A great big plant. That was the main image on the front cover of the Boston Globe on Tuesday, July 11. With the electronic media buzzing about the death of 38-year-old Milena Del Valle inside one of the Big Dig tunnels, the Globe was stuck with a page-one story about a blue agave reaching toward the skies on Beacon Hill.
PILGRIM'S PRIDE: The Herald pounded on the story from the beginning, publishing close to two dozen articles in the first two days.
Contrast that with the Boston Herald, which got an electrifying headline, TUNNEL HORROR, an equally electrifying subhead, “Falling Concrete Slab Kills Woman,” and a photo of the accident scene onto 140,000 of some 240,000 papers printed that day.
The Globe managed to get front-page coverage of the accident onto about 120,000 of its 418,000 papers. But that damn agave never budged.
As the New York dailies were running front covers of the Middle East edging toward war, Boston was enveloped in one of its biggest local stories in recent memory — the tunnel collapse inside the beleaguered $14.6 billion highway project at the heart of Boston’s transportation system.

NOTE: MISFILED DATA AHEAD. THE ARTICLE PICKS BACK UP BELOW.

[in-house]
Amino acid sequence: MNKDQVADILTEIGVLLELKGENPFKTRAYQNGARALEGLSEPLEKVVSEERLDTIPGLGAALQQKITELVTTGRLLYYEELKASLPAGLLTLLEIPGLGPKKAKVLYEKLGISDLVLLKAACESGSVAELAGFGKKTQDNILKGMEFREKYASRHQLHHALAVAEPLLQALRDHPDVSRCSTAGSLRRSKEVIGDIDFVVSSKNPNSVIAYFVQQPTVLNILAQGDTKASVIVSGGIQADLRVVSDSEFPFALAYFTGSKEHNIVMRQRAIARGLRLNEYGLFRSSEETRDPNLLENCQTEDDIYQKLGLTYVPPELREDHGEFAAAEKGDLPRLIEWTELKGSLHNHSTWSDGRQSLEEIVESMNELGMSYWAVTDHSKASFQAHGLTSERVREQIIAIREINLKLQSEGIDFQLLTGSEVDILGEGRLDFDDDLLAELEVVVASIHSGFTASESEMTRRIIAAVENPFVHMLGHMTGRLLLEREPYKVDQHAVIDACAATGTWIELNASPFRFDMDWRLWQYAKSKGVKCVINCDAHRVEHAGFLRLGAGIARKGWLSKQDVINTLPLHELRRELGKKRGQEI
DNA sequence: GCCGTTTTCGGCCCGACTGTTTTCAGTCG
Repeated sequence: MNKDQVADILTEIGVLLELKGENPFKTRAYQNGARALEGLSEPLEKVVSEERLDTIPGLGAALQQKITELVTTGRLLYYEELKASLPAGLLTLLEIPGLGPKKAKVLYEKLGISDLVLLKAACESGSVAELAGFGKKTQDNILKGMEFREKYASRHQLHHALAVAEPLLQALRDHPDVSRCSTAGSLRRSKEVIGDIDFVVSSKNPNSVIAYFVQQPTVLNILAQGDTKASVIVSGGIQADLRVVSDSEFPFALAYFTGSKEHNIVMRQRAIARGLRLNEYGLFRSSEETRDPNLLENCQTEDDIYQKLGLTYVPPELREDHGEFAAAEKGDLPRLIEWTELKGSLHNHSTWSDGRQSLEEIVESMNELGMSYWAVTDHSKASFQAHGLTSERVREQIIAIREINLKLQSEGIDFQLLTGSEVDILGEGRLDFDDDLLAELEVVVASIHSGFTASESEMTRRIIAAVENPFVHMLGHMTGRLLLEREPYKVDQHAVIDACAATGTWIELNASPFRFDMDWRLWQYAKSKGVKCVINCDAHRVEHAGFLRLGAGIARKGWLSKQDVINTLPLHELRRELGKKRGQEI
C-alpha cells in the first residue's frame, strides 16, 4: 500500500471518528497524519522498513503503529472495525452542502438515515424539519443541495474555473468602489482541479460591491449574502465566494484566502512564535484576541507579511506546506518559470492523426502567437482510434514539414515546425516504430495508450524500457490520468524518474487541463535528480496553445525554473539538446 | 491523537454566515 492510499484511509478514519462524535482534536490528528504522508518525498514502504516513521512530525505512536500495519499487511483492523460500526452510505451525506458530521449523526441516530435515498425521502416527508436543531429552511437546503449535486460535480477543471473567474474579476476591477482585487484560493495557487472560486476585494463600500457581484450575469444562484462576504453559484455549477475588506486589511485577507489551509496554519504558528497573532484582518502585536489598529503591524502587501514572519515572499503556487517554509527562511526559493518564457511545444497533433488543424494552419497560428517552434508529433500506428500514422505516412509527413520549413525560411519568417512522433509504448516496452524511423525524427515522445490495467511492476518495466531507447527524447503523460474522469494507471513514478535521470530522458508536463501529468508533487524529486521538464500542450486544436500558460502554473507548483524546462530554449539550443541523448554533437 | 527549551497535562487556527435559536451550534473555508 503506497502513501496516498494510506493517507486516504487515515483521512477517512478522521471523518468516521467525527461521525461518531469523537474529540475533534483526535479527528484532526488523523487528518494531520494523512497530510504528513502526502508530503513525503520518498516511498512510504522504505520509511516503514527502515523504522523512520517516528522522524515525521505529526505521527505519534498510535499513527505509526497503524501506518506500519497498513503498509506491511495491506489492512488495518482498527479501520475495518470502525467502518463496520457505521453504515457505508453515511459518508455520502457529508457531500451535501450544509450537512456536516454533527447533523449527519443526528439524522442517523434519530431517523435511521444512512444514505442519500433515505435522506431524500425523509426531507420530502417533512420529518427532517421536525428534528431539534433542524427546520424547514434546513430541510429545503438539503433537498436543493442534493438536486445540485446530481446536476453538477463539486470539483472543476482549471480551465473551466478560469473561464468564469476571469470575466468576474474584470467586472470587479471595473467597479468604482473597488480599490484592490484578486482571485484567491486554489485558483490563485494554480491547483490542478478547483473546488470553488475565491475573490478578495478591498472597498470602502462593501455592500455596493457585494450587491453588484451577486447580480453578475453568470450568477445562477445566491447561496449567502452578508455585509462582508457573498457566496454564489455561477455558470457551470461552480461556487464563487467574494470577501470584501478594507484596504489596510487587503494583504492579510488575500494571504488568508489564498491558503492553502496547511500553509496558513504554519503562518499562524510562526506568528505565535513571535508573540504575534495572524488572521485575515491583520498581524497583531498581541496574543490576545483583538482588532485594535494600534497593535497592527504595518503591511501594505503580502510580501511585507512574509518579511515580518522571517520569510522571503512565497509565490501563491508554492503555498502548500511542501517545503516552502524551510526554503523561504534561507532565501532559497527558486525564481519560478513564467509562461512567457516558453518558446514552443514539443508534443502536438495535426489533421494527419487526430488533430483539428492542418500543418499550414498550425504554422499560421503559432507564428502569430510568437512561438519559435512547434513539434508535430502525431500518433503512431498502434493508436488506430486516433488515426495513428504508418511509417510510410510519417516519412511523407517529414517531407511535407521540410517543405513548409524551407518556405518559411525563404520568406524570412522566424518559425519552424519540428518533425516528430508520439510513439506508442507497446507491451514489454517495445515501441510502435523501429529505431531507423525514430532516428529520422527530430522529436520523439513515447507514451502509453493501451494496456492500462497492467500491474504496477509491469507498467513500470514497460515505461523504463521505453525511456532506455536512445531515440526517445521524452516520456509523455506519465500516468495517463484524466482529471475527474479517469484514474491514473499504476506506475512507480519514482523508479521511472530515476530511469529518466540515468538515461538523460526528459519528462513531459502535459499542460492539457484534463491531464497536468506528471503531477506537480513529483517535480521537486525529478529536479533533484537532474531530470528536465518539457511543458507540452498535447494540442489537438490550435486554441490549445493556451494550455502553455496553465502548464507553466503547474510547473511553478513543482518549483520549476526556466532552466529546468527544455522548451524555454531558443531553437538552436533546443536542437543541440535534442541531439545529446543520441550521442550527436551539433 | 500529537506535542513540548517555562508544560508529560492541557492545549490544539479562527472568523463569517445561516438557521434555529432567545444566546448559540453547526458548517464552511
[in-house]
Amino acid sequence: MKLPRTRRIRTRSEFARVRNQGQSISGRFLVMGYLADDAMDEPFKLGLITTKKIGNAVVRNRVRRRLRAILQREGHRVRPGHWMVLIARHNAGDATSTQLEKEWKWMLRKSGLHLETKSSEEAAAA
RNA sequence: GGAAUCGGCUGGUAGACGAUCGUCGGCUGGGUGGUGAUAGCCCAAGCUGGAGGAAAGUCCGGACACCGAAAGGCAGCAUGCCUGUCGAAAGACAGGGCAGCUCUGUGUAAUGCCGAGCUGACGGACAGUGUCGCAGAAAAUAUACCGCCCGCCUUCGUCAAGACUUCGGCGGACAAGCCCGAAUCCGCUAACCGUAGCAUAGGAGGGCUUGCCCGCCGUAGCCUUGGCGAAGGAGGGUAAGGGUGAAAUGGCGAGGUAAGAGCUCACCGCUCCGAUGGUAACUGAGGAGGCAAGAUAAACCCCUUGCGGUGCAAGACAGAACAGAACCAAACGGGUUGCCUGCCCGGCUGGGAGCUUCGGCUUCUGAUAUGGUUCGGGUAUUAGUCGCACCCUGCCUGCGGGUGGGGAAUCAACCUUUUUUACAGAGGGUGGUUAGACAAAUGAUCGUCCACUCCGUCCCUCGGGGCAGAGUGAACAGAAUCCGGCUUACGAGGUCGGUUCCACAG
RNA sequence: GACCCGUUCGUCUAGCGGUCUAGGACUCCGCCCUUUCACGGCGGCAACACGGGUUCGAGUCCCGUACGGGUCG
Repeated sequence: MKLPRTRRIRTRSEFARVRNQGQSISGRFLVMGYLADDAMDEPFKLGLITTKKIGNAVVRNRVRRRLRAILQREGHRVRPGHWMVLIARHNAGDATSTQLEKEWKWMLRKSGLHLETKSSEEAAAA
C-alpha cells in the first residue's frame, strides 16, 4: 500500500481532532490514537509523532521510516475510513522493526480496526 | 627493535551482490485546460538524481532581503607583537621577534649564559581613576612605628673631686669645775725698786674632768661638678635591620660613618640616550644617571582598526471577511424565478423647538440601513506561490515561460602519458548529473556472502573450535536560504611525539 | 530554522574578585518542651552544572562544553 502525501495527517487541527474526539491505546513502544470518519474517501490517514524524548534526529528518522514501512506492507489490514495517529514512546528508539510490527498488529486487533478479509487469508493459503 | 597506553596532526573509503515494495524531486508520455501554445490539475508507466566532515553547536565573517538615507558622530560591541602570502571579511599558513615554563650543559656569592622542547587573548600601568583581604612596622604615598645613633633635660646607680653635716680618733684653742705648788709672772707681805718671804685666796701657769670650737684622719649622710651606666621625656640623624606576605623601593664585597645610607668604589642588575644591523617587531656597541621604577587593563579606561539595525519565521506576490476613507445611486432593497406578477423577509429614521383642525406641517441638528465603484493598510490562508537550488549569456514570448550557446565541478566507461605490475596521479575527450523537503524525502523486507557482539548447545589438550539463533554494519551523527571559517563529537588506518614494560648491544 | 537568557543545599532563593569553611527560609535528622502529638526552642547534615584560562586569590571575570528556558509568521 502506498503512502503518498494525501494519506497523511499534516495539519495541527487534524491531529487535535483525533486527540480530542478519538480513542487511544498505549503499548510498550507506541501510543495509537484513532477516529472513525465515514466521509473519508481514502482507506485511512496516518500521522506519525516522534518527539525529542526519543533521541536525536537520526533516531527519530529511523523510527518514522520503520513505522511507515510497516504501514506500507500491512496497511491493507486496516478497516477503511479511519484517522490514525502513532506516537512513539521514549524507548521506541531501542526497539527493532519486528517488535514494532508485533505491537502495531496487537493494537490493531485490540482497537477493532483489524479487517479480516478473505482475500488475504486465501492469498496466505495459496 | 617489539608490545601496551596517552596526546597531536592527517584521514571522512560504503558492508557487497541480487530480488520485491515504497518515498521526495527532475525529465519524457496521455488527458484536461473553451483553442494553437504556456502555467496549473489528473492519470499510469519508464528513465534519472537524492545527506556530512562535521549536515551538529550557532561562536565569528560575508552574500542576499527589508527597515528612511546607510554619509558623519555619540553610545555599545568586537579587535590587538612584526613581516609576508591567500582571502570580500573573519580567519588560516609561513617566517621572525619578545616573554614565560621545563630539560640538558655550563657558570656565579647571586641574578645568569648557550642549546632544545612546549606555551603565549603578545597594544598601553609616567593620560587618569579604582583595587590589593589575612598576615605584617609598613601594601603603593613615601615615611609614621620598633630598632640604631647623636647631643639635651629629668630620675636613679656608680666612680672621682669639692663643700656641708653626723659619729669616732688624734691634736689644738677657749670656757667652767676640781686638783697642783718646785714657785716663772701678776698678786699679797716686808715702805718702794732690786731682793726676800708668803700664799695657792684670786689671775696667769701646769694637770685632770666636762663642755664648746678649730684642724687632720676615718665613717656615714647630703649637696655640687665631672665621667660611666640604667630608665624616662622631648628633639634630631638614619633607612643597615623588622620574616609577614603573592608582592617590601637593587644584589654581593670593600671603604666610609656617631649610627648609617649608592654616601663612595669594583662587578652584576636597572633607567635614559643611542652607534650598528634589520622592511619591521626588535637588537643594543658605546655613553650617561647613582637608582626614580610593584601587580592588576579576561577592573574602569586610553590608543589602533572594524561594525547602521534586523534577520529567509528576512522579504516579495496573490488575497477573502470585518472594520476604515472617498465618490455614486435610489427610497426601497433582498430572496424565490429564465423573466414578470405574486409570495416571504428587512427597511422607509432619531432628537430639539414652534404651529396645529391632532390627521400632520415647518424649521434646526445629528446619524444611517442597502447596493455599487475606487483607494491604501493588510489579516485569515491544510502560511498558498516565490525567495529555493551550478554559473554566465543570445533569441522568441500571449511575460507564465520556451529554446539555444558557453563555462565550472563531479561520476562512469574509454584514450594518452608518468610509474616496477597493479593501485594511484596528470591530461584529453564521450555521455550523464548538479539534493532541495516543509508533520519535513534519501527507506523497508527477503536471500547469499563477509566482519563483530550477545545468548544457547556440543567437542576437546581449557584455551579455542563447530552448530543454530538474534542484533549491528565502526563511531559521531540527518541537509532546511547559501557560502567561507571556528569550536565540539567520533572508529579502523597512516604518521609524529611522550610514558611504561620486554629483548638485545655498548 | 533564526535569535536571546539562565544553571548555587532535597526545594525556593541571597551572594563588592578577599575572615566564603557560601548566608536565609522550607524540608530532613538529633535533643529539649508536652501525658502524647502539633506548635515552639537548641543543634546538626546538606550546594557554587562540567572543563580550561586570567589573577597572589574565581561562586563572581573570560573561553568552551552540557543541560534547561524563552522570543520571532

The Herald — Boston’s self-styled Little Tabloid That Could — got there first, bragging about breaking the news on its Web site hours after the accident, and devoting 15 pages to Del Valle’s death and its aftermath on Wednesday. But while the Globe started slow, it quickly brought its considerable resources to bear on the story. Here’s how the dailies’ Big Dig battle played out.
Tuesday, July 11
Not only does the Herald manage to get an image of the accident scene onto more than half its print run, but it has a better write-up as well. Neither paper publishes the victims’ names Tuesday, but Herald reporters Michele McPhee and O’Ryan Johnson correctly report that the woman traveling in the car’s passenger seat died, while the man driving survived. In contrast, only 30,000 Globe readers actually learn that the accident involved a fatality. (The other 90,000 Globes that report the incident don’t mention the outcome.) There are good technical reasons for these disparities: most important, it’s far trickier to change the front page on a broadsheet with a 418,000-print run than on a tabloid with a much smaller circulation. Still, the Herald makes the Globe look sluggish coming out of the gate.
Wednesday, July 12
Another front-page coup for the Herald: a photo, snapped by a passing motorist using a camera phone, of the vehicle (now identified as belonging to the Del Valles) crushed by concrete in the I-90 connector. Viewed in tandem with a snapshot of Milena Del Valle, which sits just to the right, it’s a devastating image that wrenches the gut. The picture also makes it clear how her husband, Angel, survived: the concrete that would have crushed him is propped up by a wall to the car’s left.